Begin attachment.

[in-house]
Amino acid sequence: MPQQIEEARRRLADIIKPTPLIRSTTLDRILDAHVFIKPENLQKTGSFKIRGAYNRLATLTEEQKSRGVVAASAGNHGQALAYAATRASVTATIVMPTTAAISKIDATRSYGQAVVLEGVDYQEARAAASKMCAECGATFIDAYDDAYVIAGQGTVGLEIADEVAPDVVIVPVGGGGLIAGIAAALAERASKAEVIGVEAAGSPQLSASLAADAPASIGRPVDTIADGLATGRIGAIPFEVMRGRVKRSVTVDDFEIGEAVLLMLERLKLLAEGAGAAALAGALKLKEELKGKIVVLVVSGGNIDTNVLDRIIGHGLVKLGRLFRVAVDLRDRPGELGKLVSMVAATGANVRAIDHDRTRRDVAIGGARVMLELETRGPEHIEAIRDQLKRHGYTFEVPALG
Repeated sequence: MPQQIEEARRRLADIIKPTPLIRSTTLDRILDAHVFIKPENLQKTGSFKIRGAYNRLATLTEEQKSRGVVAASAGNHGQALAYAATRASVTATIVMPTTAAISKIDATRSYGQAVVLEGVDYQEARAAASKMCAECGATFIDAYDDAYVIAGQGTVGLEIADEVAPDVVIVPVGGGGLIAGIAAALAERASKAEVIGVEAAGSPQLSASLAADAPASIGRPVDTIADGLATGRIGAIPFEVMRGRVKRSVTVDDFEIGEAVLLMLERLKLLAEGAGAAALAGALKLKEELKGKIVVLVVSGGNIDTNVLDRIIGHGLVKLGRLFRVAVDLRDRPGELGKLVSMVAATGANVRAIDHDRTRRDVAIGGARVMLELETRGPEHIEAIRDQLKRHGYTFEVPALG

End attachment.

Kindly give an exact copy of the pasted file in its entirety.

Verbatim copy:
[in-house]
Amino acid sequence: MPQQIEEARRRLADIIKPTPLIRSTTLDRILDAHVFIKPENLQKTGSFKIRGAYNRLATLTEEQKSRGVVAASAGNHGQALAYAATRASVTATIVMPTTAAISKIDATRSYGQAVVLEGVDYQEARAAASKMCAECGATFIDAYDDAYVIAGQGTVGLEIADEVAPDVVIVPVGGGGLIAGIAAALAERASKAEVIGVEAAGSPQLSASLAADAPASIGRPVDTIADGLATGRIGAIPFEVMRGRVKRSVTVDDFEIGEAVLLMLERLKLLAEGAGAAALAGALKLKEELKGKIVVLVVSGGNIDTNVLDRIIGHGLVKLGRLFRVAVDLRDRPGELGKLVSMVAATGANVRAIDHDRTRRDVAIGGARVMLELETRGPEHIEAIRDQLKRHGYTFEVPALG
Repeated sequence: MPQQIEEARRRLADIIKPTPLIRSTTLDRILDAHVFIKPENLQKTGSFKIRGAYNRLATLTEEQKSRGVVAASAGNHGQALAYAATRASVTATIVMPTTAAISKIDATRSYGQAVVLEGVDYQEARAAASKMCAECGATFIDAYDDAYVIAGQGTVGLEIADEVAPDVVIVPVGGGGLIAGIAAALAERASKAEVIGVEAAGSPQLSASLAADAPASIGRPVDTIADGLATGRIGAIPFEVMRGRVKRSVTVDDFEIGEAVLLMLERLKLLAEGAGAAALAGALKLKEELKGKIVVLVVSGGNIDTNVLDRIIGHGLVKLGRLFRVAVDLRDRPGELGKLVSMVAATGANVRAIDHDRTRRDVAIGGARVMLELETRGPEHIEAIRDQLKRHGYTFEVPALG